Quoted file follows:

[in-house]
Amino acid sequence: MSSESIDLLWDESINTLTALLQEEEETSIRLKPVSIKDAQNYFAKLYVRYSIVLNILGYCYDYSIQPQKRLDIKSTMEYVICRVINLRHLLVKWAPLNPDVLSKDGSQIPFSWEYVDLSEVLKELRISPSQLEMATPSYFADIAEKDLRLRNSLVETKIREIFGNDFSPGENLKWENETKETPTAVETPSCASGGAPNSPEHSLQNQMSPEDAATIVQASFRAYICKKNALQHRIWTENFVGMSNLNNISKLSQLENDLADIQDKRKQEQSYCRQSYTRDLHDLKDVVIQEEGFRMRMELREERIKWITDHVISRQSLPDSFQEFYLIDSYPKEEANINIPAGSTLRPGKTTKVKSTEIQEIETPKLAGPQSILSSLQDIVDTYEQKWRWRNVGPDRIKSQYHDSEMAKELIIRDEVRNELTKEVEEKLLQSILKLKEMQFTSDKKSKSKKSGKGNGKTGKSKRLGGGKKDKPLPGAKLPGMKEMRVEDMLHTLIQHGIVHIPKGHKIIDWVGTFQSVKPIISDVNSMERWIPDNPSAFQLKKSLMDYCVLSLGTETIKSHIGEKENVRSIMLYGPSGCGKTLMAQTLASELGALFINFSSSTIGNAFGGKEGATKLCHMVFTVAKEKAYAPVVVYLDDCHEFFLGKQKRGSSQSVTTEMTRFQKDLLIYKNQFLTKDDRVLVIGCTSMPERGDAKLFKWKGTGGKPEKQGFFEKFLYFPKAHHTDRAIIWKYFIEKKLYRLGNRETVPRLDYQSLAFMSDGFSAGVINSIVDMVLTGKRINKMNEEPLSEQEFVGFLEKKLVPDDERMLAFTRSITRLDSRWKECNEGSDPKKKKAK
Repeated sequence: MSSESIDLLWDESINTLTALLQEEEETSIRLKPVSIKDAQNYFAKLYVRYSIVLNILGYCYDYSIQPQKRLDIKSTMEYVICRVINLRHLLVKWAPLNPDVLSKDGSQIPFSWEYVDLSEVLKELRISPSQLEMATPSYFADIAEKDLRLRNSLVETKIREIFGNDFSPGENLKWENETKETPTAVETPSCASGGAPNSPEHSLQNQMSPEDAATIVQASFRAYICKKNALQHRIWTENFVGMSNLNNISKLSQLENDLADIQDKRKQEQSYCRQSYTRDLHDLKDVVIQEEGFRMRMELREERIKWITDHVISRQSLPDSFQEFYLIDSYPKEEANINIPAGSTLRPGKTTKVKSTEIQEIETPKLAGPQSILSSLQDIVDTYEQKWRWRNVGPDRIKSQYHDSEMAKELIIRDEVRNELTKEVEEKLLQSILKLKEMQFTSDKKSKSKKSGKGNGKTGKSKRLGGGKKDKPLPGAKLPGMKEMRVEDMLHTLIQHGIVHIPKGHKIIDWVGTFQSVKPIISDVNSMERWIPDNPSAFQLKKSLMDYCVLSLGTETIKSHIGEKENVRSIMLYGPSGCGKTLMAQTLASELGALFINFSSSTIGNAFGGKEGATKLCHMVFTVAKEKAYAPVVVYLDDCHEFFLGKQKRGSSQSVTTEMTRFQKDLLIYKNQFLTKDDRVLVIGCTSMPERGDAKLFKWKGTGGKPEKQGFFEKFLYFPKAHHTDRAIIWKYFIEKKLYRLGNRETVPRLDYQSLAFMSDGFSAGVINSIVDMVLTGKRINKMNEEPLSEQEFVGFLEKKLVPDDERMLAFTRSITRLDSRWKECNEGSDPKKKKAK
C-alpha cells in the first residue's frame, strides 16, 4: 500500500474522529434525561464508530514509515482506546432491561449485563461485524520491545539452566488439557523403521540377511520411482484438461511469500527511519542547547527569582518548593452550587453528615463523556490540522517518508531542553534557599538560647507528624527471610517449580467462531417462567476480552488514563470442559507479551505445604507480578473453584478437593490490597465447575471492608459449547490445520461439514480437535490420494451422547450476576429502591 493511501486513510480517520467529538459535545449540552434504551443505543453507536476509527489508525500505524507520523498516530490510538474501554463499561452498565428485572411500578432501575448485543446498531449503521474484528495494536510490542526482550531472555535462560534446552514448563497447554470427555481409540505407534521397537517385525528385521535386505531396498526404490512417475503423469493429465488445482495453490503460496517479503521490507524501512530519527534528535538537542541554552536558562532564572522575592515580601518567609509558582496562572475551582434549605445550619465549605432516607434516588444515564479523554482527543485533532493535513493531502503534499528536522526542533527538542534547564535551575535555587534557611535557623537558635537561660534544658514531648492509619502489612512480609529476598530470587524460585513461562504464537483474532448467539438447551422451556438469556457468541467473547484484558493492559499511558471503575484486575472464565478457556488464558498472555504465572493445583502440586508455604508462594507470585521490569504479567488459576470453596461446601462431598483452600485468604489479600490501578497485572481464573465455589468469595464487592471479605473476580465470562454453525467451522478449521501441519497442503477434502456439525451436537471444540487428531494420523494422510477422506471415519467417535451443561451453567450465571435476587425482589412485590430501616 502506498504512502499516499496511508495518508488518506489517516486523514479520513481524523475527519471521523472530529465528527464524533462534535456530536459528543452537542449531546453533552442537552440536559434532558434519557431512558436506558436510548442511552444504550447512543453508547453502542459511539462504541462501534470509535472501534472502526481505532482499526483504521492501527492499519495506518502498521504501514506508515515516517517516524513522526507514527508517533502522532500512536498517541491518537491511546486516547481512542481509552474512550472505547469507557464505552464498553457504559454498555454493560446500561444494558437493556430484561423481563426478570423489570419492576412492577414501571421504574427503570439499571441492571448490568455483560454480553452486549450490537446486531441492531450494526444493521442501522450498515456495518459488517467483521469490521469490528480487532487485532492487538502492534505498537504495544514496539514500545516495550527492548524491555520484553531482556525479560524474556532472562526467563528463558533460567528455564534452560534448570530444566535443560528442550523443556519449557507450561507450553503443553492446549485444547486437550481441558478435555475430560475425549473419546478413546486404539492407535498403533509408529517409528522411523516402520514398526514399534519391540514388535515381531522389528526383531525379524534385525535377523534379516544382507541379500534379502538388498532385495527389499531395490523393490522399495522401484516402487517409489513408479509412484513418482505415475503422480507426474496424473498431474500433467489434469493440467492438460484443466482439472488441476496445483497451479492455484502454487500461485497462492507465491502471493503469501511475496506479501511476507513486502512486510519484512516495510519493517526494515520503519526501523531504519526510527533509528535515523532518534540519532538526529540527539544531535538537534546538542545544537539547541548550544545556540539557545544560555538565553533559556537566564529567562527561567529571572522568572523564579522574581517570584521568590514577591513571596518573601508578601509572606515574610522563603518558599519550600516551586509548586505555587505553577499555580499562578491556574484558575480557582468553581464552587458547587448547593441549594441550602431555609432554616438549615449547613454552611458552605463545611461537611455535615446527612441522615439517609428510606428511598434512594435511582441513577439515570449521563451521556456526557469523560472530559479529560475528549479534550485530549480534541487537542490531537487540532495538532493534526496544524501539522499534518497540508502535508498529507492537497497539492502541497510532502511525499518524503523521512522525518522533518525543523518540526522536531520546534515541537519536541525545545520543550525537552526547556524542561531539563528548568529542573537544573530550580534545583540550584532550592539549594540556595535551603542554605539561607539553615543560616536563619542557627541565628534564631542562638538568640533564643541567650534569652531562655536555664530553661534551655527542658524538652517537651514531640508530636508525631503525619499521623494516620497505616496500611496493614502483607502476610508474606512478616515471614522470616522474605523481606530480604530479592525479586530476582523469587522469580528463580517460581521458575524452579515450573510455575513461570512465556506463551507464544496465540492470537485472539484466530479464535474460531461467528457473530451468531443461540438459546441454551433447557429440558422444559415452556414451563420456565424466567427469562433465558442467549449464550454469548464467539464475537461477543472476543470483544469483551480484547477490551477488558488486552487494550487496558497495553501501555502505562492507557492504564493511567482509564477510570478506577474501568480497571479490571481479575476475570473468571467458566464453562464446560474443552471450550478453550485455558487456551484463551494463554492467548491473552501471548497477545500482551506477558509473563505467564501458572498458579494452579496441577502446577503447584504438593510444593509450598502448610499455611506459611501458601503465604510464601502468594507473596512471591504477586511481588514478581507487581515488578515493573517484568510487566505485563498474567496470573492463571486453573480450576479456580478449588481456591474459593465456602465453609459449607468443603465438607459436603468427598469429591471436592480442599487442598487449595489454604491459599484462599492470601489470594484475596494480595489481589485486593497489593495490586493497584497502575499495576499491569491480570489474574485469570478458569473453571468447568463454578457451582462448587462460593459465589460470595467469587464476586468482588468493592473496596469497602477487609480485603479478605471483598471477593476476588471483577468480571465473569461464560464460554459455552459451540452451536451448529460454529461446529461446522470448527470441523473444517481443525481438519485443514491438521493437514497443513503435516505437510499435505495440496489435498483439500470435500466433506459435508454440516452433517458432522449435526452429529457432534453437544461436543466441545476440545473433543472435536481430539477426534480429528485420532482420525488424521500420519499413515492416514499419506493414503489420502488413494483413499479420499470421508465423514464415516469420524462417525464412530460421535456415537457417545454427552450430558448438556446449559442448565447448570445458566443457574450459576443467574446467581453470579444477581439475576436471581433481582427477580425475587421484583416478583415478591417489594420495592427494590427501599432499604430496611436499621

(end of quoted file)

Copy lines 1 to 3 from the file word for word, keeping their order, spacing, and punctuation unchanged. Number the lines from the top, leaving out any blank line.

[in-house]
Amino acid sequence: MSSESIDLLWDESINTLTALLQEEEETSIRLKPVSIKDAQNYFAKLYVRYSIVLNILGYCYDYSIQPQKRLDIKSTMEYVICRVINLRHLLVKWAPLNPDVLSKDGSQIPFSWEYVDLSEVLKELRISPSQLEMATPSYFADIAEKDLRLRNSLVETKIREIFGNDFSPGENLKWENETKETPTAVETPSCASGGAPNSPEHSLQNQMSPEDAATIVQASFRAYICKKNALQHRIWTENFVGMSNLNNISKLSQLENDLADIQDKRKQEQSYCRQSYTRDLHDLKDVVIQEEGFRMRMELREERIKWITDHVISRQSLPDSFQEFYLIDSYPKEEANINIPAGSTLRPGKTTKVKSTEIQEIETPKLAGPQSILSSLQDIVDTYEQKWRWRNVGPDRIKSQYHDSEMAKELIIRDEVRNELTKEVEEKLLQSILKLKEMQFTSDKKSKSKKSGKGNGKTGKSKRLGGGKKDKPLPGAKLPGMKEMRVEDMLHTLIQHGIVHIPKGHKIIDWVGTFQSVKPIISDVNSMERWIPDNPSAFQLKKSLMDYCVLSLGTETIKSHIGEKENVRSIMLYGPSGCGKTLMAQTLASELGALFINFSSSTIGNAFGGKEGATKLCHMVFTVAKEKAYAPVVVYLDDCHEFFLGKQKRGSSQSVTTEMTRFQKDLLIYKNQFLTKDDRVLVIGCTSMPERGDAKLFKWKGTGGKPEKQGFFEKFLYFPKAHHTDRAIIWKYFIEKKLYRLGNRETVPRLDYQSLAFMSDGFSAGVINSIVDMVLTGKRINKMNEEPLSEQEFVGFLEKKLVPDDERMLAFTRSITRLDSRWKECNEGSDPKKKKAK
Repeated sequence: MSSESIDLLWDESINTLTALLQEEEETSIRLKPVSIKDAQNYFAKLYVRYSIVLNILGYCYDYSIQPQKRLDIKSTMEYVICRVINLRHLLVKWAPLNPDVLSKDGSQIPFSWEYVDLSEVLKELRISPSQLEMATPSYFADIAEKDLRLRNSLVETKIREIFGNDFSPGENLKWENETKETPTAVETPSCASGGAPNSPEHSLQNQMSPEDAATIVQASFRAYICKKNALQHRIWTENFVGMSNLNNISKLSQLENDLADIQDKRKQEQSYCRQSYTRDLHDLKDVVIQEEGFRMRMELREERIKWITDHVISRQSLPDSFQEFYLIDSYPKEEANINIPAGSTLRPGKTTKVKSTEIQEIETPKLAGPQSILSSLQDIVDTYEQKWRWRNVGPDRIKSQYHDSEMAKELIIRDEVRNELTKEVEEKLLQSILKLKEMQFTSDKKSKSKKSGKGNGKTGKSKRLGGGKKDKPLPGAKLPGMKEMRVEDMLHTLIQHGIVHIPKGHKIIDWVGTFQSVKPIISDVNSMERWIPDNPSAFQLKKSLMDYCVLSLGTETIKSHIGEKENVRSIMLYGPSGCGKTLMAQTLASELGALFINFSSSTIGNAFGGKEGATKLCHMVFTVAKEKAYAPVVVYLDDCHEFFLGKQKRGSSQSVTTEMTRFQKDLLIYKNQFLTKDDRVLVIGCTSMPERGDAKLFKWKGTGGKPEKQGFFEKFLYFPKAHHTDRAIIWKYFIEKKLYRLGNRETVPRLDYQSLAFMSDGFSAGVINSIVDMVLTGKRINKMNEEPLSEQEFVGFLEKKLVPDDERMLAFTRSITRLDSRWKECNEGSDPKKKKAK